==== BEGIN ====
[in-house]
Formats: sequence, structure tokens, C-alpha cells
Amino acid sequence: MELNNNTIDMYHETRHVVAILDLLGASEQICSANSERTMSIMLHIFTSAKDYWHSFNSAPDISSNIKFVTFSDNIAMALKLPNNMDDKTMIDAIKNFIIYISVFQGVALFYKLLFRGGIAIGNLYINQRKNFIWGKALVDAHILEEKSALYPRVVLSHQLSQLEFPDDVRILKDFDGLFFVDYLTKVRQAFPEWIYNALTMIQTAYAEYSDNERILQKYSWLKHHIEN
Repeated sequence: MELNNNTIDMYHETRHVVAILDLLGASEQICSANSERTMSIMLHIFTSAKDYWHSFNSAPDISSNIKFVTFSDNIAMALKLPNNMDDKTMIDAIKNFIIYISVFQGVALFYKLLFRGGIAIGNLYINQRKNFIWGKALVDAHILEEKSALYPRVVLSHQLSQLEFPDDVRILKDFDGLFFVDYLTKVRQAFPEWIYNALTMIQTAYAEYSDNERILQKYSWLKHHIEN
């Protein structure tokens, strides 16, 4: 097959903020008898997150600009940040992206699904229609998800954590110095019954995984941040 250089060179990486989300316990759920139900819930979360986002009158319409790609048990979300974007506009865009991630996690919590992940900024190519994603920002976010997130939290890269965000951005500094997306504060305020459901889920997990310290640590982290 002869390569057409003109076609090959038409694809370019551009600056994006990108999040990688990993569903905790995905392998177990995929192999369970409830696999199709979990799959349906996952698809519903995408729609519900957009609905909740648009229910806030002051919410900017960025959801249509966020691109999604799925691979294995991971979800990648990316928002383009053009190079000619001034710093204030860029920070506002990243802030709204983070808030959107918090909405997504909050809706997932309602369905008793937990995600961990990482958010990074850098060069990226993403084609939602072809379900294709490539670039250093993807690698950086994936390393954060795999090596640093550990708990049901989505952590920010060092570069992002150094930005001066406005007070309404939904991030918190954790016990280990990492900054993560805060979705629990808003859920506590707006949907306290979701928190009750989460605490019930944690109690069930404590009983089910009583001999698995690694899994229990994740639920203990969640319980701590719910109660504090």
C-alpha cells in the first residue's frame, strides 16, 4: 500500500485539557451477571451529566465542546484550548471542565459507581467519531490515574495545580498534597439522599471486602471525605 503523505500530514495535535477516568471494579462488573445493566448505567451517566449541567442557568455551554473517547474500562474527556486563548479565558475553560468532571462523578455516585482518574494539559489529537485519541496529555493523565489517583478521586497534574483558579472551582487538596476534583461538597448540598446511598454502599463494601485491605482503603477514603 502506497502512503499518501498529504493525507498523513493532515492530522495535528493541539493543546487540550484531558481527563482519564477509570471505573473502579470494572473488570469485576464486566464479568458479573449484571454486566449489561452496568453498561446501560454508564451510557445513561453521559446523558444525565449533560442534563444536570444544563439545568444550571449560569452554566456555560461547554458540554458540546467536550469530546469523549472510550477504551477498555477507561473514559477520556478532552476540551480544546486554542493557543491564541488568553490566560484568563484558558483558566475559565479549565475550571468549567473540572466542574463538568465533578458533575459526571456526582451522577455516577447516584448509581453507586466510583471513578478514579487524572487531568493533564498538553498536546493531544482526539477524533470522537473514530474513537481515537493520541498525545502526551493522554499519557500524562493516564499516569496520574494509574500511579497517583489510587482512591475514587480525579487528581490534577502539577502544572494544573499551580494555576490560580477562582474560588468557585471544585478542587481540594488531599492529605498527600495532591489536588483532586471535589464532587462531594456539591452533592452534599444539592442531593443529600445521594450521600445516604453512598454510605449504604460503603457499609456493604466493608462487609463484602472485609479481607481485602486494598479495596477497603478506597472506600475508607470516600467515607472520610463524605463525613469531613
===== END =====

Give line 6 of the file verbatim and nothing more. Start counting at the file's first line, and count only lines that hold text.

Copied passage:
C-alpha cells in the first residue's frame, strides 16, 4: 500500500485539557451477571451529566465542546484550548471542565459507581467519531490515574495545580498534597439522599471486602471525605 503523505500530514495535535477516568471494579462488573445493566448505567451517566449541567442557568455551554473517547474500562474527556486563548479565558475553560468532571462523578455516585482518574494539559489529537485519541496529555493523565489517583478521586497534574483558579472551582487538596476534583461538597448540598446511598454502599463494601485491605482503603477514603 502506497502512503499518501498529504493525507498523513493532515492530522495535528493541539493543546487540550484531558481527563482519564477509570471505573473502579470494572473488570469485576464486566464479568458479573449484571454486566449489561452496568453498561446501560454508564451510557445513561453521559446523558444525565449533560442534563444536570444544563439545568444550571449560569452554566456555560461547554458540554458540546467536550469530546469523549472510550477504551477498555477507561473514559477520556478532552476540551480544546486554542493557543491564541488568553490566560484568563484558558483558566475559565479549565475550571468549567473540572466542574463538568465533578458533575459526571456526582451522577455516577447516584448509581453507586466510583471513578478514579487524572487531568493533564498538553498536546493531544482526539477524533470522537473514530474513537481515537493520541498525545502526551493522554499519557500524562493516564499516569496520574494509574500511579497517583489510587482512591475514587480525579487528581490534577502539577502544572494544573499551580494555576490560580477562582474560588468557585471544585478542587481540594488531599492529605498527600495532591489536588483532586471535589464532587462531594456539591452533592452534599444539592442531593443529600445521594450521600445516604453512598454510605449504604460503603457499609456493604466493608462487609463484602472485609479481607481485602486494598479495596477497603478506597472506600475508607470516600467515607472520610463524605463525613469531613